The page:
While elections, hurricanes, heatwaves and headlines of all sorts grab our attention, life, love, loss, and sadly, death, march on.
I’ve come to believe that life is a series of bumps, challenges and tragedies, interspersed with short and long periods of joy and contentment.
But those bumps, challenges and tragedies are always right outside life’s door, waiting for an open crack to sneak through. And while our best attempts at living healthy and thoughtfully may extend our time and space for joy, still that crack in the door may open at any time and the bad things inevitably creep inside.
That’s life and there’s no avoiding it.
Most have heard the phrase, “Eat, drink and be merry, for tomorrow we die.” That seems flippant, and a more thoughtful version of it appears in Ecclesiastes 8:15:
“So, I commend the enjoyment of life, because there is nothing better for a person under the sun than to eat and drink and be glad. Then joy will accompany them in their toil all the days of the life God has given them under the sun.”
Faith or not, all of us face life’s same lot: We only have so many days under the sun.
Recently, while visiting Canada, I had a dangerously acute medical emergency that landed me in a Canadian hospital for eight days, including intense intestinal surgery and a large surgical scar as a vacation souvenir.
Not fun, and a too-close brush with the great unknown. Had I hesitated to call an ambulance further, instead of intense surgical misery, I might have used up all my days under the sun and Carrie, my wife, would be a widow and not a wife.
Life can be that arbitrary. And sadly, often is.
As for many others, Carrie and I have entered a year of sadness. 2022 will be remembered for very beloved friends we’ve lost.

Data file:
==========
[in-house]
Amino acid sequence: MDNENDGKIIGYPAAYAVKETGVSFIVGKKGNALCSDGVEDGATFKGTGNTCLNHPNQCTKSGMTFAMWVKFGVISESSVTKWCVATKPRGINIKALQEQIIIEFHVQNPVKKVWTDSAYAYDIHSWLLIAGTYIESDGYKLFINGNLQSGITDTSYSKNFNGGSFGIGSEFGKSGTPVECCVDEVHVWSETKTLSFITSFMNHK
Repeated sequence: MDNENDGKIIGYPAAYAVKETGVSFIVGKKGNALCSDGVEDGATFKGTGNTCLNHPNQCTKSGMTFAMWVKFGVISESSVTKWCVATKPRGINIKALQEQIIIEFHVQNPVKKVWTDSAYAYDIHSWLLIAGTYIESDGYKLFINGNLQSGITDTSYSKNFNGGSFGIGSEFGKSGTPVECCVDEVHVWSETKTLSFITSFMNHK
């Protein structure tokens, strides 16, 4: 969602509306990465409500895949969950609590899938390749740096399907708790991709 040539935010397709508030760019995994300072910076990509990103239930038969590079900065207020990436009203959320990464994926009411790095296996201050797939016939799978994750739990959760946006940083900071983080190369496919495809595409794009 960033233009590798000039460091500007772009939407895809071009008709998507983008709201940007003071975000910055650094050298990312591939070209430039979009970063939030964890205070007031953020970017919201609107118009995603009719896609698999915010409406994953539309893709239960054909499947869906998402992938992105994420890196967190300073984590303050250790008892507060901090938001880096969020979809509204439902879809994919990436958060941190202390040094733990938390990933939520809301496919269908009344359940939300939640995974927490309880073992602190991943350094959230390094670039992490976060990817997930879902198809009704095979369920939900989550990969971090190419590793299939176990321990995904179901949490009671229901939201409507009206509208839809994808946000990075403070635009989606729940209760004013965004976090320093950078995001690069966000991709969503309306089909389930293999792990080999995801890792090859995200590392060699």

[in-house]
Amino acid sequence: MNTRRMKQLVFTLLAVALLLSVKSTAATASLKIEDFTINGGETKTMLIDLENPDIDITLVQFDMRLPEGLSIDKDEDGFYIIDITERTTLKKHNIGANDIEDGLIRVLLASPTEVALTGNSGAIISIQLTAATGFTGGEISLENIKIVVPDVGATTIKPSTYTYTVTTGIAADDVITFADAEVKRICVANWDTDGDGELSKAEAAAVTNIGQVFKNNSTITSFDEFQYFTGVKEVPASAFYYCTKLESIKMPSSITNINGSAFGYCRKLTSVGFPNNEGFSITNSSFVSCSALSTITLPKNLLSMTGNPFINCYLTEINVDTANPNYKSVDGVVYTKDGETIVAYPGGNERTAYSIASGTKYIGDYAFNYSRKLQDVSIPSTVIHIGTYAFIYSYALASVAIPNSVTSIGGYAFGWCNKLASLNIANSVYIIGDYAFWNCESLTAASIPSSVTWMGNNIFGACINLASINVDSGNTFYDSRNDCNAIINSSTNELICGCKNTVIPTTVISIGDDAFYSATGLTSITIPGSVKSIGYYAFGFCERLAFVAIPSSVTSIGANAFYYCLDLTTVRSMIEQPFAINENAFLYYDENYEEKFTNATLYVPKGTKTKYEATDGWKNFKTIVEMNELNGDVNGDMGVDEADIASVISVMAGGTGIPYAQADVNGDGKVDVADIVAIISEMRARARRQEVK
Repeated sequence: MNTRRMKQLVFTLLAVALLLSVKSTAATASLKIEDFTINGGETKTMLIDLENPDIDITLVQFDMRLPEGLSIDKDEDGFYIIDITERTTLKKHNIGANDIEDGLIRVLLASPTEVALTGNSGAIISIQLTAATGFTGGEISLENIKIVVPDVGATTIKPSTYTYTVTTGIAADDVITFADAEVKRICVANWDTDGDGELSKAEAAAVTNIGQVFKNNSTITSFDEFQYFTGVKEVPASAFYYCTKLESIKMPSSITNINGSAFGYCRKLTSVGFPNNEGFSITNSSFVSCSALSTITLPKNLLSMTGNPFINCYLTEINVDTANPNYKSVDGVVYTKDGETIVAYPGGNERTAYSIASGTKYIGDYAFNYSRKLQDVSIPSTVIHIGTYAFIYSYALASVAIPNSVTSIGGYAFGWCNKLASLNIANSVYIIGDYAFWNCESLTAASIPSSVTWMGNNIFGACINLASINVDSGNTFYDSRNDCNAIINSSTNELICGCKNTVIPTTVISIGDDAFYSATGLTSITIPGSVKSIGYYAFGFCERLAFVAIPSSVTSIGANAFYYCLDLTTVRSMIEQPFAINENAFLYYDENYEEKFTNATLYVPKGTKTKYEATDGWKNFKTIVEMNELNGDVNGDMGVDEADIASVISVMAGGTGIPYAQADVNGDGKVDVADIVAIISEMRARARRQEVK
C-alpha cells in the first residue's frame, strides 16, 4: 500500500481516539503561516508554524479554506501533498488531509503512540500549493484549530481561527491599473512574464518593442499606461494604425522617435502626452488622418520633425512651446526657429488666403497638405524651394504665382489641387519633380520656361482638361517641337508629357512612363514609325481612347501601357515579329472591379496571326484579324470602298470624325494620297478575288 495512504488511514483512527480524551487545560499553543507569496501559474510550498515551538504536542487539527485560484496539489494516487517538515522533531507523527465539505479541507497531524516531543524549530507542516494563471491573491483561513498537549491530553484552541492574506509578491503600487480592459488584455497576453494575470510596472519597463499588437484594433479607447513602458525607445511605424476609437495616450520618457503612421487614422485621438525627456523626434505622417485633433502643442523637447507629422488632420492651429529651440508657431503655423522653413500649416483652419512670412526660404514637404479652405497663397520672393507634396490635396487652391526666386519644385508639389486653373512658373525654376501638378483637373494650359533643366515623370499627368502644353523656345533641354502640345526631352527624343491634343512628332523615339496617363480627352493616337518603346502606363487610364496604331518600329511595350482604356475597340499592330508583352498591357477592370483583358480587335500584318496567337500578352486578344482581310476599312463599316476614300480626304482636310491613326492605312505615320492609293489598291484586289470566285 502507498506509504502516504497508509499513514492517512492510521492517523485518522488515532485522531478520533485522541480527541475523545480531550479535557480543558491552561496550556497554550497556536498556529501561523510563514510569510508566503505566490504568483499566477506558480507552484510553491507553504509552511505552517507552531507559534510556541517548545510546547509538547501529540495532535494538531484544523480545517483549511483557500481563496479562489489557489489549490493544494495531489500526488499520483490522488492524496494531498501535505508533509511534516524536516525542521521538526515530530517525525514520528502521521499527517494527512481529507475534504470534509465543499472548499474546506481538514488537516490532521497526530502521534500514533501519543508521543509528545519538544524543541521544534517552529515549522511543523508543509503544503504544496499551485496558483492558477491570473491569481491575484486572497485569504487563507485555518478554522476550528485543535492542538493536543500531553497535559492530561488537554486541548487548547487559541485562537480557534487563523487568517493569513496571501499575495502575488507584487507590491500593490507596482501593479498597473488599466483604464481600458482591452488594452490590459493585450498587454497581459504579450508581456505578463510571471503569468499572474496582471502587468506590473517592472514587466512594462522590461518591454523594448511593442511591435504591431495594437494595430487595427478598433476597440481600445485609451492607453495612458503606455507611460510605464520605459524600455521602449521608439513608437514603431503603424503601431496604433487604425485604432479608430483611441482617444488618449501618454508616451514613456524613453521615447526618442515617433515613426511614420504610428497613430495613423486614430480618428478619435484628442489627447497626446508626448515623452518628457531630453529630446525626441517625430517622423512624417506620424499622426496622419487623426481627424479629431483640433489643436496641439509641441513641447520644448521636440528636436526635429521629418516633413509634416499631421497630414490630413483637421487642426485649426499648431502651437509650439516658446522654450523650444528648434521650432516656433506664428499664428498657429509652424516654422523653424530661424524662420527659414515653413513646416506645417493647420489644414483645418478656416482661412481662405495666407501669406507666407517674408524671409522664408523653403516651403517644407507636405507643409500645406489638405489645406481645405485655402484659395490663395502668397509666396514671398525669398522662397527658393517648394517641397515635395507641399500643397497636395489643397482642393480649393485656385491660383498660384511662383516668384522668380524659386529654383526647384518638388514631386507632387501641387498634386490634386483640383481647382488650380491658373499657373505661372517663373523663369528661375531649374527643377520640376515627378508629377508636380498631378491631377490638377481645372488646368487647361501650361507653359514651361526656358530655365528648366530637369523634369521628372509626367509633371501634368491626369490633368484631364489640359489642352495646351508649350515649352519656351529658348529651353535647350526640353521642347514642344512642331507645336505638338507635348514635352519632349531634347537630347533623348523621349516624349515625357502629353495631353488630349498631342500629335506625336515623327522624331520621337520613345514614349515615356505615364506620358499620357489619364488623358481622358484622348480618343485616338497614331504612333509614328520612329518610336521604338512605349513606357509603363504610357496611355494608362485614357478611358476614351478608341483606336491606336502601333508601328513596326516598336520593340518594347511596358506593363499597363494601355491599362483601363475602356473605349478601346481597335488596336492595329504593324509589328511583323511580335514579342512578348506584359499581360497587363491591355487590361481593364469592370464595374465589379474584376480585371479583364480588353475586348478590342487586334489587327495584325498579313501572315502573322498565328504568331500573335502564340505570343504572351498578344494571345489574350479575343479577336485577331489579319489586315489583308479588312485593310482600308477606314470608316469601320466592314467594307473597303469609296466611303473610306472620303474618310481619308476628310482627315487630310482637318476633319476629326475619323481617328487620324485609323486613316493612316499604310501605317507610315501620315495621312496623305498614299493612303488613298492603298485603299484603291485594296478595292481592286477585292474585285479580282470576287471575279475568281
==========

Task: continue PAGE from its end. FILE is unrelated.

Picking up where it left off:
Our accomplished and motivational neighbor, Duncan Henderson.
Dear Roger Van Hook, College of the Canyons Chancellor Dianne Van Hook’s gregarious, wonderful, personable, mentoring, endearing and enduring husband.
Carrie’s father, suffering in deep dementia. A mother-in-law, in a similar situation.
This list goes on.
Nothing can mitigate the pain associated with these losses for us and especially for those closest. Indeed, there’s no words to express the shock and extent of sadness and emptiness. I can’t say more, because there aren’t human words sufficient for the emotional depth of the pain…
I shared a room with three other men during my eight-day Canadian hospital stay. During my Canadian hospital “vacay” – I saw each of the adjacent three beds admitted and released at least three times.
The worst case was an older man in dementia, also suffering from acute alcohol withdrawals with hallucinations.
There were guys with permanent bags, never to be the same.
A guy with intestinal cancer, hopefully contained.
Another man who graciously became a friend and inspiration for my recovery, who was initially admitted for heat stroke, then heart failure, and then like me, hernia-induced intestinal blockage.
Twenty-two days that man spent inside those walls…
All survived, but many will never return to “normal” lives.
And then there were the dozens of really infirm old, old folks populating rooms down the hall. Retrospectively, I was a lucky one, even as I was wrongfully feeling sorry for myself.
I sound like a downer, but my intent is opposite.
My biggest hospital takeaway is to live our best lives of integrity, dedicated to improving ourselves and making real positive impact in the lives of those who we love, as well as those we don’t, or who we simply don’t know.
No strings attached. Live fully. Live joyfully. Live with good intent for all.
Be real and be true to yourself…
Just like those folks mentioned above, Duncan, Roger, and special others have. All incredible motivators and mentors to Carrie and me. We’re so blessed to know and to have known them. They lived full lives, joyful in their work, impacting the world for good, fully true to themselves.
“I commend the enjoyment of life, because there is nothing better for a person under the sun than to eat and drink and be glad. Then joy will accompany them in their toil all the days of the life God has given them under the sun.”
I’m not much of a Bible thumper. However, here the Bible gets it just right: It’s great advice for us to be glad for the time we have with one another.
And, to toil all our days with joy. And that’s what living a full life is.
Gary Horton’s “Full Speed to Port!” has appeared in The Signal since 2006. The opinions expressed in his column do not necessarily reflect the opinions of The Signal or its editorial board.